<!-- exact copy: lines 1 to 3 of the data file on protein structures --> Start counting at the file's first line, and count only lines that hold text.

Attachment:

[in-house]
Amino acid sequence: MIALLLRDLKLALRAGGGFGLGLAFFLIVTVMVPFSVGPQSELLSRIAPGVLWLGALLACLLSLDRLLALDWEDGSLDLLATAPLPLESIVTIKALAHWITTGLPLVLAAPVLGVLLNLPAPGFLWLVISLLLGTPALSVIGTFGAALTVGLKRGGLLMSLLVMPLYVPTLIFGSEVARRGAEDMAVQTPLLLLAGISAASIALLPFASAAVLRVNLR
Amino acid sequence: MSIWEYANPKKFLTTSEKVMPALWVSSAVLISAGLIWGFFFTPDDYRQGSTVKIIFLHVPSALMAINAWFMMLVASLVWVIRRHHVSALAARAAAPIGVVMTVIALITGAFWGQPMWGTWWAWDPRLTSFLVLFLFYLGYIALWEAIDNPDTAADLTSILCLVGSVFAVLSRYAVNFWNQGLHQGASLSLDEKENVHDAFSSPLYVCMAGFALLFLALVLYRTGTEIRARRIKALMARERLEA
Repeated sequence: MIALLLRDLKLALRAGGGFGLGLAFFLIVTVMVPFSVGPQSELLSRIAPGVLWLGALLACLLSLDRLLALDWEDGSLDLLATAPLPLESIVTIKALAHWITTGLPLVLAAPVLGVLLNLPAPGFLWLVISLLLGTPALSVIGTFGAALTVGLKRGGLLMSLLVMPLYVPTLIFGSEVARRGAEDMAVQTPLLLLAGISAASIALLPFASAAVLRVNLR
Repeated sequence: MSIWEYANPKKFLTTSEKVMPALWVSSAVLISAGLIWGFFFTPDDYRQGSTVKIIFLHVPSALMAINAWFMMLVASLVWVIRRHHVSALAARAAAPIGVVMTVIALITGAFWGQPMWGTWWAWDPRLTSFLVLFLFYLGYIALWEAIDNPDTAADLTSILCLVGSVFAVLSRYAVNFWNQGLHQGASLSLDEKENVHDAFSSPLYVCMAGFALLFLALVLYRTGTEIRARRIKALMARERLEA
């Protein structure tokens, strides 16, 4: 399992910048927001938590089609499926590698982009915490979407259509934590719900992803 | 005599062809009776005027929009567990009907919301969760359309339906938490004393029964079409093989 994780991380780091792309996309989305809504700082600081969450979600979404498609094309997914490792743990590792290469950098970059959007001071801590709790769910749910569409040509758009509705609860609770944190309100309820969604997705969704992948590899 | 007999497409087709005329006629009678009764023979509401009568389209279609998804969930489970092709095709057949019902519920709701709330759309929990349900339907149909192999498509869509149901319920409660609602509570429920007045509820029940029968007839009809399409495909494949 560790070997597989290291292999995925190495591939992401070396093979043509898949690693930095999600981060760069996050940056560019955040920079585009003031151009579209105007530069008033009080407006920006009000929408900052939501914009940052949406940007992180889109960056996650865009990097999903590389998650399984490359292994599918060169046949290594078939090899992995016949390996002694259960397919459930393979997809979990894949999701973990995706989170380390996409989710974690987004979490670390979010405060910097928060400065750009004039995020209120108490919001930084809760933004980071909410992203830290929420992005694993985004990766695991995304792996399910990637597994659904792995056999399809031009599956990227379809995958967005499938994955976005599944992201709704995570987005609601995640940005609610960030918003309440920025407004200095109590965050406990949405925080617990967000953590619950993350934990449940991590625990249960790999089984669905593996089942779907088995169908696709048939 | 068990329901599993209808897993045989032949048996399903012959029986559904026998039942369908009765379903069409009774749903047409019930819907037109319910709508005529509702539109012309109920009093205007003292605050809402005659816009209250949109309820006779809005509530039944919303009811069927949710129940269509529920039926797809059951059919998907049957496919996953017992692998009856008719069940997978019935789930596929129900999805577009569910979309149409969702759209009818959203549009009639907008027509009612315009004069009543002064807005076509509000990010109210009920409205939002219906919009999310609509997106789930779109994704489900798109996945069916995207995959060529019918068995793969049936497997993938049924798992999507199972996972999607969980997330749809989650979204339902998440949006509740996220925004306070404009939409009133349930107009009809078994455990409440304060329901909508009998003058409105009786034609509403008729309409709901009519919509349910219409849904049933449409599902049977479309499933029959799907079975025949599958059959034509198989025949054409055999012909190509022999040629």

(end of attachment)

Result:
[in-house]
Amino acid sequence: MIALLLRDLKLALRAGGGFGLGLAFFLIVTVMVPFSVGPQSELLSRIAPGVLWLGALLACLLSLDRLLALDWEDGSLDLLATAPLPLESIVTIKALAHWITTGLPLVLAAPVLGVLLNLPAPGFLWLVISLLLGTPALSVIGTFGAALTVGLKRGGLLMSLLVMPLYVPTLIFGSEVARRGAEDMAVQTPLLLLAGISAASIALLPFASAAVLRVNLR
Amino acid sequence: MSIWEYANPKKFLTTSEKVMPALWVSSAVLISAGLIWGFFFTPDDYRQGSTVKIIFLHVPSALMAINAWFMMLVASLVWVIRRHHVSALAARAAAPIGVVMTVIALITGAFWGQPMWGTWWAWDPRLTSFLVLFLFYLGYIALWEAIDNPDTAADLTSILCLVGSVFAVLSRYAVNFWNQGLHQGASLSLDEKENVHDAFSSPLYVCMAGFALLFLALVLYRTGTEIRARRIKALMARERLEA